08 cases in North; FF say response to economic crisis has been ‘underwhelming’
Northern Ireland has experienced its single biggest daily increase of confirmed cases of coronavirus since the first case was confirmed at the end of February.
An update from Stormont’s Department of Health said as of 2pm on Saturday, testing has resulted in 22 new positive cases, bringing the total number of confirmed cases to 108. To date one person who tested positive has died.
The total number of tests completed in Northern Ireland is 2,186.
This number is expected to soar in the coming days after the department said earlier this week testing is going to be increased in the north to 800 per day.
Government response ‘underwhelming’
The Government is not doing enough to support businesses and workers affected by the coronavirus, Fianna Fáil has said.
The party’s finance spokesman Michael McGrath said the Government’s response to the current economic crisis caused by the coronavirus, also known as Covid-19, had been “piecemeal, underwhelming and poorly executed”.
“This is the consensus among both unions and employer bodies,” he said.
“Comparisons with the actions of other national governments across the EU highlight starkly the inadequacies of what has been done so far here. With potentially hundreds of thousands of workers losing their job, the Government here has to do a lot more.”
He said it was not tenable to expect those who have lost their job to survive on €203 per week “while waiting weeks for even basic child dependant or adult dependant top-ups”.
“Government needs to do more, in partnership with employers, to boost the incomes of those who have lost their job or had their hours reduced through this crisis. This will not be cheap, but it must be done,” he said.
Cases of Covid-19 in Ireland
March 20th, 2020
Total cases: 683
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Mr McGrath’s party colleague Robert Troy, spokesman for business, enterprise and innovation, also criticised the Government’s response and said more was needed to protect struggling small to medium enterprises (SMEs).
“There is no doubt that the scale of our response has been below the average of other developed countries. Other small open economies such as Switzerland and New Zealand have undertaken fiscal packages of 1.6 per cent and 4 per cent of GDP respectively while Ireland’s measures stand at just 0.7 per cent of our GDP,” he said.
Mr Troy called for a waiver of 2020 commercial rates for all affected business and for the Goverment to engage with insurance providers to determine what damages they could cover.
Support for workers
Minister for Finance Paschal Donohoe on Friday said living off the €203 per week pandemic unemployment payment for those who have lost their jobs will be “a real challenge”.
“I accept that for many it’s not enough and we need to consider that, but we need to do something really quickly for those at risk of losing their jobs,” he told RTÉ’s Late Late Show.
Mr Donoghue also said he is interested in how a UK proposalto cover up to 80 per cent of the wages of employees laid off due to the coronavirus pandemic will operate.
The Government is considering a proposal under which it could pay up to three-quarters of the wages of thousands of staff who have been laid off as a result of the coronavirus pandemic.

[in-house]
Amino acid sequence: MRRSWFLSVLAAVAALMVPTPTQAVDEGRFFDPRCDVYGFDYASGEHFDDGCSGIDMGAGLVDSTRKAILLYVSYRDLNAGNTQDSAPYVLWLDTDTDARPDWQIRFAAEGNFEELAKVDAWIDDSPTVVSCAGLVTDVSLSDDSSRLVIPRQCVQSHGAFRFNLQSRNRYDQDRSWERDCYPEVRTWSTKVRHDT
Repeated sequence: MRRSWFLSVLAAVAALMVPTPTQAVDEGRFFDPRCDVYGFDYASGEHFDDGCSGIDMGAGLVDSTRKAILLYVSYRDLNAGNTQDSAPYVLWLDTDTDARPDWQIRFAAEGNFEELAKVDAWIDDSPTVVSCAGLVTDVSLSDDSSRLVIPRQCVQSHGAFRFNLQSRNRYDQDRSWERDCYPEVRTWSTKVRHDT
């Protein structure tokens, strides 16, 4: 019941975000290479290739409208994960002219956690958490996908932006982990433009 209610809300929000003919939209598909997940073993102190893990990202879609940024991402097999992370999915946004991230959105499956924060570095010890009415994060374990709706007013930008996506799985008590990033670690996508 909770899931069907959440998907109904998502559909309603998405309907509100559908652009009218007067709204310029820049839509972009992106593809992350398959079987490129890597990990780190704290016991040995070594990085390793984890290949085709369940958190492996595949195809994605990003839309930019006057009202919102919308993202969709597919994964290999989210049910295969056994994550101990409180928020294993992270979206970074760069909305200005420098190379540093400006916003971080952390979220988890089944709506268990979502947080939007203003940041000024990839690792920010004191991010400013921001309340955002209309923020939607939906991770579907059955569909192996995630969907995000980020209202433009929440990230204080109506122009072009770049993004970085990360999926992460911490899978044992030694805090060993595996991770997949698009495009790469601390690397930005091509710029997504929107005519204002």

In the interim, the Government on Friday night announced changes to its existing financial support arrangements, which would allow employers to top up the Covid-19 unemployment payment of €203 per week offered by the State to the 140,000 people who have lost their jobs in the past week.
Meanwhile, President Michael D Higgins last night signed the Health (Preservation and Protection and other Emergency Measures in the Public Interest) Bill 2020, which was passed in the Seanad and gives the Government emergency powers to deal with the pandemic.
“These new health and social measures may be difficult for many, but they affect us all and we are at a point now when a person’s actions have consequences not only for themselves but for all in society. Irresponsible individual action puts all at risk. We must draw on our strengths now,” he said.
Speaking in Templemore, Co Tipperary, Taoiseach Leo Varadkar said he was hopeful the new powers would not have to be used. Ireland had a history of policing “by consent, never by coercion”, he said. “And I hope that is never going to change as a consequence of this crisis.”
Public health officials say they have no current plans for further social restrictions or the closure of borders to counter the spread of coronavirus.
Ireland can “get a long way down the road” in fighting the virus through compliance by people with the measures already introduced, according to chief medical officer Dr Tony Holohan.
Another 126 new cases of the disease were reported by the National Public Health Emergency Team on Friday evening, with cases involving community transmission surpassing the number of travel-related cases for the first time
There are now a total of 683 confirmed cases in the Republic, and three deaths.
With doctors at the frontline of the health services growing increasingly concerned about the system’s ability to respond to the massive surge of cases expected over the coming weeks, some have suggested a “lockdown” of non-essential services would help buy time by reducing the spread of infection.
Some 50,000 people in less than three days have contacted the HSE about taking up posts in the health service to deal with the expected surge in demand for care arising from the coronavirus outbreak. The HSE says it will begin interviewing 6,000 people per week, beginning next week.